I know I have heard for the past months that there were no choices on to how we deal with the situation since it was unpredictable and no one could have known that things were going to be so bad. Actually, that is not totally correct. There were hundreds and thousands of scientists that described what was going to happen and why. No real surprises. Me being one of them. But what I would like to do is describe what should be done, and of course it will sound just like what I said at the start of all this, focusing on Pathology, Transmission, Prevention, Diagnosis, and Treatment, taken one at a time, below. I could go into great detail on each of these topics, but at this time, will touch upon only highlights for frame of reference.
As highlighted months ago, it seems as though the main processes leading to death are still the same ones: Cytokine storm, difficulties with ventilators, and most especially clotting/vascular issues. Treatment modifications should be aimed at these three locations. As I mentioned before, while we are in the midst of the scary times, what bothers me most is the long-term effect of having gotten this virus. I think, months later now, we are starting to hear more and more about these patients with post –Covid symptoms, which I will post about soon.
Understanding the mode of transmission of a bug is vitally important to understand prevention. And while I have focused on this in great detail in classes and webinars over the past decades and in these updates (in Update VIII on March 18th, 2020 specifically) there is only one part to underscore: Contact versus Noncontact transmission, and specifically of all the different types, I want to focus on one variable here: droplets versus aerosolized transmission. This primarily has to do with the size of the droplet. If droplet >5 µm (as with COVID-19), it tends to fly about one yard, more or less for the most part, and we call it contact. For airborne or aerosol the size is <5 µm droplet or dust, which we call noncontact. I know the media and reports from different people sort of intermix these terms but they are actually different and the difference is not just academic, but vitally important. Large droplet contact transmission means that you basically have to be near the person to ‘catch it in the air.’ Traditionally we say one yard, and if you are a few yards away you would not get it from the air (as with COVID-19). Aerosolized particles can travel, far, in ducts, in vents, throughout a hall or building, which is why we say noncontact. With aerosolized germs, you just can’t even be in the same hall without risk of getting sick.
From the start we believed that SARS-CoV-2 was transmitted by large droplets, which is why the public health measures around the world have settled on the 6 feet/2 yards/2 meter concept of one yard/meter for sure and one yard/meter just in case for good measure.
Nevertheless, 8 months into it, it is still confusing as it does not behave as only a large droplet bug. It seems as though it can get aerosolized in some certain instances, as for example I mentioned before, during some ER procedures. I wrote about this half a year ago. And now in September we are still fighting on whether this is airborne or droplet. I think the answer remains that it is primarily, and to the greatest extent droplet, with occasional airborne. At the very least this is on how most scientists have settled on.
Prevention. In many ways, this is the trickiest piece to describe, as the strategies suggested at one point shift as the epidemic shifts. Please see below. These are strategies to use to calm an epidemic down. Other countries such as Sweden, are going a different path, to attempt to create enough herd immunity so that the epidemic is contained. More on this below.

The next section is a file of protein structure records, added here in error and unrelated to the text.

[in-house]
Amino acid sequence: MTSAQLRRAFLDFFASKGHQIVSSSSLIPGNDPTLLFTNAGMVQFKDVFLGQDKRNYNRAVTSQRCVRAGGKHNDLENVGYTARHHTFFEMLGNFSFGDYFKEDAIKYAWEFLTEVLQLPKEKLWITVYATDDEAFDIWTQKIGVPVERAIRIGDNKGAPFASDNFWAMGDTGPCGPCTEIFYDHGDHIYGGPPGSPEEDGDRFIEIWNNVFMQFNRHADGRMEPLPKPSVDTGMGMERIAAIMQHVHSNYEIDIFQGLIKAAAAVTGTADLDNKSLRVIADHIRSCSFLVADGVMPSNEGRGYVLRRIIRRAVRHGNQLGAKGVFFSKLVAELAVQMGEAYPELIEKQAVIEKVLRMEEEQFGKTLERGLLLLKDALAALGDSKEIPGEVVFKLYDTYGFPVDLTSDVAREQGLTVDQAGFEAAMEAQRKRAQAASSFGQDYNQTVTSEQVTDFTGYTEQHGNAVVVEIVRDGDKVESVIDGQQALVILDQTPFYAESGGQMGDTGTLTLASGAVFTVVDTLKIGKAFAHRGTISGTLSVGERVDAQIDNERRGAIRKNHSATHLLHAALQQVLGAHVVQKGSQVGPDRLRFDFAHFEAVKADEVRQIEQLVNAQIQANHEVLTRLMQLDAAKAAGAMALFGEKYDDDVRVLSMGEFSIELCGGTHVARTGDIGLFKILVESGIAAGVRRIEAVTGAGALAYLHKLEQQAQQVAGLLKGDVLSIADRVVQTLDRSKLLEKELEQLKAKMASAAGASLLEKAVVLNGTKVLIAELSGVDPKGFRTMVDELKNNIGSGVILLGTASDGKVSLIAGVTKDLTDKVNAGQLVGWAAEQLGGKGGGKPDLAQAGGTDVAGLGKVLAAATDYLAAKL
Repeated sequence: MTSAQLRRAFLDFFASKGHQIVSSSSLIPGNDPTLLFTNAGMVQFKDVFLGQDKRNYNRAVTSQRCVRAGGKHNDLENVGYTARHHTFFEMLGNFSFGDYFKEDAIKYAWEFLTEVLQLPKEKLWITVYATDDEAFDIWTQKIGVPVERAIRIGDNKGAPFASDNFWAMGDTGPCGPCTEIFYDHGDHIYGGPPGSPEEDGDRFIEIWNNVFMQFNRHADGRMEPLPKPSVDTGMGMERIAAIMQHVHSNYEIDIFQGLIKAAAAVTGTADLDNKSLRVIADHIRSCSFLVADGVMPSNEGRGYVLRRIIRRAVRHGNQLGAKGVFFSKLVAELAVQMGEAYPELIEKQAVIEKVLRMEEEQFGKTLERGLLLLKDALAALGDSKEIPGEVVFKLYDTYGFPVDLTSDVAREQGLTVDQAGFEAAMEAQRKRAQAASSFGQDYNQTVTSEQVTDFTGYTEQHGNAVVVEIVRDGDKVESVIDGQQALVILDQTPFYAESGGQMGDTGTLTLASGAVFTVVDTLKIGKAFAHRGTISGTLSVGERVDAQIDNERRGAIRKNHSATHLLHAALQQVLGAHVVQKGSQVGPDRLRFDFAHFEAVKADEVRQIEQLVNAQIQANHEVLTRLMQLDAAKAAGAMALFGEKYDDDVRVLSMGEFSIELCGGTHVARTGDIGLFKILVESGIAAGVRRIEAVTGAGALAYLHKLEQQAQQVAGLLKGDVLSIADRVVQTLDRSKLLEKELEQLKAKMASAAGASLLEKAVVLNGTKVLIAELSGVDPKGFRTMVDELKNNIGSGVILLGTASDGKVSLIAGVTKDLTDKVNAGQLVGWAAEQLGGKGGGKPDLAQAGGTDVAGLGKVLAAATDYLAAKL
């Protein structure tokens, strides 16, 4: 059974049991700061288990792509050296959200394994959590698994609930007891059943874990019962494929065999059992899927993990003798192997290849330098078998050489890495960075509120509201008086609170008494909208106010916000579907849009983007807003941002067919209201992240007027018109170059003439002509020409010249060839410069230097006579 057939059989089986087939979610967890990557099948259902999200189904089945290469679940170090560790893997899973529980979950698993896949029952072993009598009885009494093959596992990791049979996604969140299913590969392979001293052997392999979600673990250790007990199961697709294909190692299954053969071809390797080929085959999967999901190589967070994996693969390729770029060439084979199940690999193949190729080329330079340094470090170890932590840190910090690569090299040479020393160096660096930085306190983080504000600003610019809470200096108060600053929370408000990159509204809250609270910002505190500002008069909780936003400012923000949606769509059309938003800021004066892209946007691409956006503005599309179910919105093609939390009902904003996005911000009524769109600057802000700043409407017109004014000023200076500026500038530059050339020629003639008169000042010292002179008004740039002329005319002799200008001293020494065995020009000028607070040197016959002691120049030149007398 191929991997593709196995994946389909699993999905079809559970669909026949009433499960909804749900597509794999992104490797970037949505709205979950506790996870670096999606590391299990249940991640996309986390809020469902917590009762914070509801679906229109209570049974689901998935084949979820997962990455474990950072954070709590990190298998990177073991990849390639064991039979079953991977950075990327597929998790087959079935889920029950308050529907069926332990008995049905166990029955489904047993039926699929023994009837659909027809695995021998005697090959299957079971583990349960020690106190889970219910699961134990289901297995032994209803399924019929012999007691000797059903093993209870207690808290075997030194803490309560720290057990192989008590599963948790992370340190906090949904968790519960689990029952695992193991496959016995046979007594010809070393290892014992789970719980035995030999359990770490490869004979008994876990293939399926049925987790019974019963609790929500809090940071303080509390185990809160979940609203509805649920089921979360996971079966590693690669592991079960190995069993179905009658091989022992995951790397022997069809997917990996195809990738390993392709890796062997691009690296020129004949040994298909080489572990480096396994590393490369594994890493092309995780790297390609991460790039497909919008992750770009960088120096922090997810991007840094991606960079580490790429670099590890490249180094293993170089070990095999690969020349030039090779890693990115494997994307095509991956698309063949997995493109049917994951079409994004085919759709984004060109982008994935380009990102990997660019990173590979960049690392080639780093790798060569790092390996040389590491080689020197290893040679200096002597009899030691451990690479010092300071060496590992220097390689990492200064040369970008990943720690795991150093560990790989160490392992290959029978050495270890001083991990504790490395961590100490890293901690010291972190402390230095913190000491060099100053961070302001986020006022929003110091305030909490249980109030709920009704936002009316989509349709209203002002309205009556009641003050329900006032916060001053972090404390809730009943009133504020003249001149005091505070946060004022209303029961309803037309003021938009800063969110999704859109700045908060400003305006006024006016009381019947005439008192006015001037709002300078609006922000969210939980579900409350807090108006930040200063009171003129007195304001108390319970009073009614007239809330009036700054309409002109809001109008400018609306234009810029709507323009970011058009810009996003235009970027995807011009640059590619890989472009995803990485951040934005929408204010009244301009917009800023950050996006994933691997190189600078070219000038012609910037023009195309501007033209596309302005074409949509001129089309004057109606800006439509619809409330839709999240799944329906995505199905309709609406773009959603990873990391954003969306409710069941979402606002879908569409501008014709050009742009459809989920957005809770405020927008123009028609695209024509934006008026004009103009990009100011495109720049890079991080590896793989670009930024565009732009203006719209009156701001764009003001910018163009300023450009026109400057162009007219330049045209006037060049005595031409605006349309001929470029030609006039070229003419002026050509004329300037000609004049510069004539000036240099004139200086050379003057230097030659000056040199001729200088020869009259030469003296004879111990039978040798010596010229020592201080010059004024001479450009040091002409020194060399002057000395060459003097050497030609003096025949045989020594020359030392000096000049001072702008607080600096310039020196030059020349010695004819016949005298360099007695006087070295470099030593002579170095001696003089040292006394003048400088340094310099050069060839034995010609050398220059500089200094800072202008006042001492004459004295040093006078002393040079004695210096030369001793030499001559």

There are a few pieces here:
1. Social distancing. This primarily makes sense if you see this as a droplet transmission and not as an airborne transmission. One yard/meter for sure and one yard/meter just in case for good measure. This makes sense to diminish the transmission in hopes of another more permanent solution being developed. In other words, a waiting situation. Other countries, as for example Sweden, are managing social distancing differently, to work toward herd immunity. Which might or might not work, this depending on whether people who had the virus are immune for a long time. More on this later as well.
2. Masks. The concept of masks is so that the person who has the virus is less likely to pass it on to someone who does not have the virus. As an analogy, if you think about the transmission description above, it is sort of equivalent to adding another yard or two to the distance between people. And if this were a droplet situation only, this would make sense, in keeping with the rest of the strategies developed. Here, I am skipping problems with masks, problems with oxygenations, problems with ineffective masks, problems with poorly worn masks, problems with people wearing masks and therefore not doing anything else that is preventive. I am just describing the concept behind their use.
3. Other contact forms. Touching other people/touching surfaces. While the other forms of contact are absolutely possible, as for example touching infected people, touching surfaces touched by infected people, it seems that the majority of transmission by far is by breathing in the virus from being near another person who is transmitting it. In other words, the majority of your prevention work should revolve around being apart from the other people versus spending the majority of time cleaning surfaces.
4. Soap and water. It still remains true that washing your hands with soap for at least the time it takes you to sing “Happy Birthday” twice is an important mechanism to cut down the spread of germs.